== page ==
By James H. Johnson
Starting with the straightforward query, "Why did audiences develop silent?" Listening in Paris offers a spectator's-eye view of opera and live performance existence from the outdated Regime to the Romantic period, describing the transformation in musical adventure from social occasion to profound aesthetic stumble upon. James H. Johnson recreates the event of audiences in the course of those wealthy a long time with brio and wit. Woven into the narrative is an research of the political, musical, and aesthetic elements that produced extra engaged listening. Johnson indicates the slow pacification of audiences from loud and unruly listeners to the attentive public we all know today.Drawing from quite a lot of sources--novels, memoirs, police documents, own correspondence, newspaper studies, architectural plans, and the like--Johnson brings the performances to lifestyles: the hubbub of eighteenth-century opera, the exuberance of progressive audiences, Napoleon's musical authoritarianism, the bourgeoisie's well mannered attention. He singles out the track of Gluck, Haydn, Rossini, and Beethoven as specifically very important in forging new methods of listening to. This book's theoretical facet will attract cultural and highbrow historians in lots of fields and sessions.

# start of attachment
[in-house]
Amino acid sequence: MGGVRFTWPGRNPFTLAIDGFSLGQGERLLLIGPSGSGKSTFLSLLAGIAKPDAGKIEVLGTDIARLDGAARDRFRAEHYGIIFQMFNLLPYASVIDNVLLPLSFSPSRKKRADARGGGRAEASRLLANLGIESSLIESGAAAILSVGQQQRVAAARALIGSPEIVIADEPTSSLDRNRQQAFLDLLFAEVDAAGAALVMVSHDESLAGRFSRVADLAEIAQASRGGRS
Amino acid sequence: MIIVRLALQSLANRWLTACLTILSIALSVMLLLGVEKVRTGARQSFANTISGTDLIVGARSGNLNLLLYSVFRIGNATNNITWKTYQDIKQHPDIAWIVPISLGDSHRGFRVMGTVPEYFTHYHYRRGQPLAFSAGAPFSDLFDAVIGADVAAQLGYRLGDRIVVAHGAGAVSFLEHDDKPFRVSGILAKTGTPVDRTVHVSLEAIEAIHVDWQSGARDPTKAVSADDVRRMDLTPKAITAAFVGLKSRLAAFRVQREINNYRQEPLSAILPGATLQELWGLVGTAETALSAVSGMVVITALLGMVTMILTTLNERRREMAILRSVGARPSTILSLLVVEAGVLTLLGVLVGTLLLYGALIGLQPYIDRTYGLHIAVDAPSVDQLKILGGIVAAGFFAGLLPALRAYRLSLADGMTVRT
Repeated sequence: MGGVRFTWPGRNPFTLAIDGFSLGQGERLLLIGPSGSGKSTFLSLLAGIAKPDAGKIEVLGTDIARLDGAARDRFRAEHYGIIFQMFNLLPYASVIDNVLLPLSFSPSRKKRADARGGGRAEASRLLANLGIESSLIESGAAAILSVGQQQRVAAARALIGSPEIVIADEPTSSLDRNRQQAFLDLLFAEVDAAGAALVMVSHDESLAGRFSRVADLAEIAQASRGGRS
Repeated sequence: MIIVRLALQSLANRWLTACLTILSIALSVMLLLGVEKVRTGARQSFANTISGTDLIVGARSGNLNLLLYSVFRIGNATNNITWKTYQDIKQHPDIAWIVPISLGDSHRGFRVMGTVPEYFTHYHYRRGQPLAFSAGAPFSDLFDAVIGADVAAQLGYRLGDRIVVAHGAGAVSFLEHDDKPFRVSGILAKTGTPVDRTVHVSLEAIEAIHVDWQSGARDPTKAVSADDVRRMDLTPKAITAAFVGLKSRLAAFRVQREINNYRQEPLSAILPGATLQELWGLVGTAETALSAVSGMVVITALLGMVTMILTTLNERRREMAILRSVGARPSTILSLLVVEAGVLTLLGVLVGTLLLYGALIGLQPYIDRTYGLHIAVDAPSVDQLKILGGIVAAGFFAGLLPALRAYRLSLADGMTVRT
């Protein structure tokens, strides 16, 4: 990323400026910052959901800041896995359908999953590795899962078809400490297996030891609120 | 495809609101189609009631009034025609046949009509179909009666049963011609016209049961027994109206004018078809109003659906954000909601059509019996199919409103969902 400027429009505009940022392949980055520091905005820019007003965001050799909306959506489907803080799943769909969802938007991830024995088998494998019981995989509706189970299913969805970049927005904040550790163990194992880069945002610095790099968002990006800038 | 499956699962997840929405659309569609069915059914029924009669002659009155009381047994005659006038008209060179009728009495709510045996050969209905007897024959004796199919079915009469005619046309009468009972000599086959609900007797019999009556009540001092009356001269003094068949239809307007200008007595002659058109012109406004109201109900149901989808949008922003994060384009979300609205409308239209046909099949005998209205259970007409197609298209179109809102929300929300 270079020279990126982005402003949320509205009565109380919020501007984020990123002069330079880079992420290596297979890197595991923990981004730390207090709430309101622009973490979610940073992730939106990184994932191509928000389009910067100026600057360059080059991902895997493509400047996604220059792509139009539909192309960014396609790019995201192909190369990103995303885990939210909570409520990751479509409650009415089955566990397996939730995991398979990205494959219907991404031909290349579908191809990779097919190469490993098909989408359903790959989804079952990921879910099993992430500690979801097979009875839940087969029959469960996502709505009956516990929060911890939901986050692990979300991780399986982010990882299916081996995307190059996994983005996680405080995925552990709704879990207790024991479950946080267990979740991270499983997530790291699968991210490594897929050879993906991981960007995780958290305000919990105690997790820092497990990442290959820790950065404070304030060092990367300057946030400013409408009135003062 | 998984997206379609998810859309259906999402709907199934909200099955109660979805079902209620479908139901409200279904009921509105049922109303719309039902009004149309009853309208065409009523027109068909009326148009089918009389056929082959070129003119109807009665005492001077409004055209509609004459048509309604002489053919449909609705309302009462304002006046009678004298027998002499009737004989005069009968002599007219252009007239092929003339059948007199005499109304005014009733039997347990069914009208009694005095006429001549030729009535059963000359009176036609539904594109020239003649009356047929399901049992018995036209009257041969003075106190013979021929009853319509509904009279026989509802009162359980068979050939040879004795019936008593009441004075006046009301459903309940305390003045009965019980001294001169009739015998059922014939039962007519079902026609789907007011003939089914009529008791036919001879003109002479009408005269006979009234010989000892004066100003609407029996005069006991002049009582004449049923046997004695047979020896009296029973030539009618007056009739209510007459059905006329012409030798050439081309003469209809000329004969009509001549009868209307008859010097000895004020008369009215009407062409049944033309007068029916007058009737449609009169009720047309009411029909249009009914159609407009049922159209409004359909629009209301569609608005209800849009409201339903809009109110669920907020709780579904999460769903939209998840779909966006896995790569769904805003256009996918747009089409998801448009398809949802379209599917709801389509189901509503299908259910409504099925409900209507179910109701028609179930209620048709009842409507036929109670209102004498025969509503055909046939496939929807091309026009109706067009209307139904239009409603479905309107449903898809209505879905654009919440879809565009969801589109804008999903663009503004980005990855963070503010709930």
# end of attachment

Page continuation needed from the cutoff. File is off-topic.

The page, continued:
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Extra info for Listening in Paris: A Cultural History
The hall of the Paris Opera is on the far right, lower level. From Patte, Essai sur Farchitecture theatrale (1782). Photograph courtesy of the Joseph Regenstein Library~ University of Chicago. 16 THE RENDEZVOUS OF THE RICH could be raised and lowered. 15 Some boxes were so closely tied to their renters, in fact, that their ouvreuses-the young female ushers of the eighteenth century-carried lists of who could enter and kept all others away by locking the doors. 16 The pleasures in possessing a box at the Opera could be private or public, and French spectators explored all possibilities.
12 But in all cases the musical link with the extramusical idea-whether word, sound or imagehad to be clear if the music was to hold one's attention. Charles Batteux, an intellectual who discussed the relation between natural sounds and their musical imitation in Les Beaux-arts reduits a ttn meme principe ( 1746 ), lent the weight of philosophy to these listeners' descriptions. For Batteux, listening was discovery and nature was the model. "The musician is no more free than the painter," he writes.
They were the most expensive but provided a terrible view of the spectacle, as the lamps on the stage shone directly into the spectators' eyes, and much of the action took place farther upstage. Princes of the blood, foreign diplomats or the king's inner circle of advisers typically sat here: in the 1750-51 season, Louis XV's future minister of state (the due de Choiseul), his minister of war (the comte d'Argenson), and the due d'Aumont regularly appeared in these boxes. 18 Of course, being blinded by the oil lamps had its advantages for these spectators: their dress, their behavior, and their reactions to the performance were every bit as visible to the rest of the audience as were the singers and dancers.
Listening in Paris: A Cultural History by James H. Johnson